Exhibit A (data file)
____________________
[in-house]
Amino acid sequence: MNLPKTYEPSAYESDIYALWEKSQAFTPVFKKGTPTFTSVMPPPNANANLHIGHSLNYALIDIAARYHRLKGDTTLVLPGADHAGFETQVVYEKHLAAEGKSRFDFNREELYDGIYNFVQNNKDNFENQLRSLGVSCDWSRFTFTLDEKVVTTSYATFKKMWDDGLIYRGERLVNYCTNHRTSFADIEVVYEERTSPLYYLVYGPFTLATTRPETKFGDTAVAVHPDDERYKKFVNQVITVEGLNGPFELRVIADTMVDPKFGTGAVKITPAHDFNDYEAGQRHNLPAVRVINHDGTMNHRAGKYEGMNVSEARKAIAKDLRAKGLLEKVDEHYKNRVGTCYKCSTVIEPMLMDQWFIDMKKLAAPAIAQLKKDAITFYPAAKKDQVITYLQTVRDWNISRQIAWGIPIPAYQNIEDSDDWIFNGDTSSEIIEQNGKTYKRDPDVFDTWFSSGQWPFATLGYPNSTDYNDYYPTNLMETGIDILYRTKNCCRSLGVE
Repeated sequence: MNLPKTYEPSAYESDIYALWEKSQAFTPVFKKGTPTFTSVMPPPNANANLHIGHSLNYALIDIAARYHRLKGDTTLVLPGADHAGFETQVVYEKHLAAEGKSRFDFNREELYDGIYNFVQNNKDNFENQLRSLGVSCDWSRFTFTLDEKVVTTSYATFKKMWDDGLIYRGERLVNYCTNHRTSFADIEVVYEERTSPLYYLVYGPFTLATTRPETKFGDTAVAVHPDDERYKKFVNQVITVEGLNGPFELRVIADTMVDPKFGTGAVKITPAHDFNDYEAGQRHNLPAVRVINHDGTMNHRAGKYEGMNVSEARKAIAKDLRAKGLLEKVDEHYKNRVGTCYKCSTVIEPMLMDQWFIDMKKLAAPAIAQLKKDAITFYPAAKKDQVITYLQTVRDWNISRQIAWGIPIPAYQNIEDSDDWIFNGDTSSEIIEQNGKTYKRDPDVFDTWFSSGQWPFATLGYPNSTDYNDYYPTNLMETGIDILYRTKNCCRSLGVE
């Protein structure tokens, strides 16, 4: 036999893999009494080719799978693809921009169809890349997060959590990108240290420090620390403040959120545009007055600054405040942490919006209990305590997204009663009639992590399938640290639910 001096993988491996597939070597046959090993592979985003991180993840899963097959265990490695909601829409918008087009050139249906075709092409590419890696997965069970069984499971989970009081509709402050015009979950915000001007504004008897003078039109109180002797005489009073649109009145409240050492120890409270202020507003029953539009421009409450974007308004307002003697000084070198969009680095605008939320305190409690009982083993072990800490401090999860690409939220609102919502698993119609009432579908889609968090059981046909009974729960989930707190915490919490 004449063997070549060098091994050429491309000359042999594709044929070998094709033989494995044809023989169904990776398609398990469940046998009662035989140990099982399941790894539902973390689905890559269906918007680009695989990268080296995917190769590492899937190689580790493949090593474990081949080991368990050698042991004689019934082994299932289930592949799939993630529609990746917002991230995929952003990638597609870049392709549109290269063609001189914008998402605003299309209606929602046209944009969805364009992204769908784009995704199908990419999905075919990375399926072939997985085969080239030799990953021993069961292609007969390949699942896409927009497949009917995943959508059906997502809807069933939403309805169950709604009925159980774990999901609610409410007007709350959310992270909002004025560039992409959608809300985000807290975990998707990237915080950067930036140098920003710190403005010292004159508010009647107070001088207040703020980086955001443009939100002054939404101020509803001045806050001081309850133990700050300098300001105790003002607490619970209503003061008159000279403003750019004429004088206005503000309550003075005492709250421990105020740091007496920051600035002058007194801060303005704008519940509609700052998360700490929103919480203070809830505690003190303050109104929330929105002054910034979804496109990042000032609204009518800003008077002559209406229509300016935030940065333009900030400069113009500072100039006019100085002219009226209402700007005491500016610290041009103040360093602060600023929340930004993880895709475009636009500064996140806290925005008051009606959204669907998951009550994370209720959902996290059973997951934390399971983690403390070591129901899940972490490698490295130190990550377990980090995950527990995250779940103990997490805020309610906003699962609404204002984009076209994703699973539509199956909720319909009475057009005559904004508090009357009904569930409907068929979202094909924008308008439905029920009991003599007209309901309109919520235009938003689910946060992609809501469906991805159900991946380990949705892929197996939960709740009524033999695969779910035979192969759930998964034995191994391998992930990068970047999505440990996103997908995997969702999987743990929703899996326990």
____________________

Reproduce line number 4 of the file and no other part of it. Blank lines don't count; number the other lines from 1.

């Protein structure tokens, strides 16, 4: 036999893999009494080719799978693809921009169809890349997060959590990108240290420090620390403040959120545009007055600054405040942490919006209990305590997204009663009639992590399938640290639910 001096993988491996597939070597046959090993592979985003991180993840899963097959265990490695909601829409918008087009050139249906075709092409590419890696997965069970069984499971989970009081509709402050015009979950915000001007504004008897003078039109109180002797005489009073649109009145409240050492120890409270202020507003029953539009421009409450974007308004307002003697000084070198969009680095605008939320305190409690009982083993072990800490401090999860690409939220609102919502698993119609009432579908889609968090059981046909009974729960989930707190915490919490 004449063997070549060098091994050429491309000359042999594709044929070998094709033989494995044809023989169904990776398609398990469940046998009662035989140990099982399941790894539902973390689905890559269906918007680009695989990268080296995917190769590492899937190689580790493949090593474990081949080991368990050698042991004689019934082994299932289930592949799939993630529609990746917002991230995929952003990638597609870049392709549109290269063609001189914008998402605003299309209606929602046209944009969805364009992204769908784009995704199908990419999905075919990375399926072939997985085969080239030799990953021993069961292609007969390949699942896409927009497949009917995943959508059906997502809807069933939403309805169950709604009925159980774990999901609610409410007007709350959310992270909002004025560039992409959608809300985000807290975990998707990237915080950067930036140098920003710190403005010292004159508010009647107070001088207040703020980086955001443009939100002054939404101020509803001045806050001081309850133990700050300098300001105790003002607490619970209503003061008159000279403003750019004429004088206005503000309550003075005492709250421990105020740091007496920051600035002058007194801060303005704008519940509609700052998360700490929103919480203070809830505690003190303050109104929330929105002054910034979804496109990042000032609204009518800003008077002559209406229509300016935030940065333009900030400069113009500072100039006019100085002219009226209402700007005491500016610290041009103040360093602060600023929340930004993880895709475009636009500064996140806290925005008051009606959204669907998951009550994370209720959902996290059973997951934390399971983690403390070591129901899940972490490698490295130190990550377990980090995950527990995250779940103990997490805020309610906003699962609404204002984009076209994703699973539509199956909720319909009475057009005559904004508090009357009904569930409907068929979202094909924008308008439905029920009991003599007209309901309109919520235009938003689910946060992609809501469906991805159900991946380990949705892929197996939960709740009524033999695969779910035979192969759930998964034995191994391998992930990068970047999505440990996103997908995997969702999987743990929703899996326990």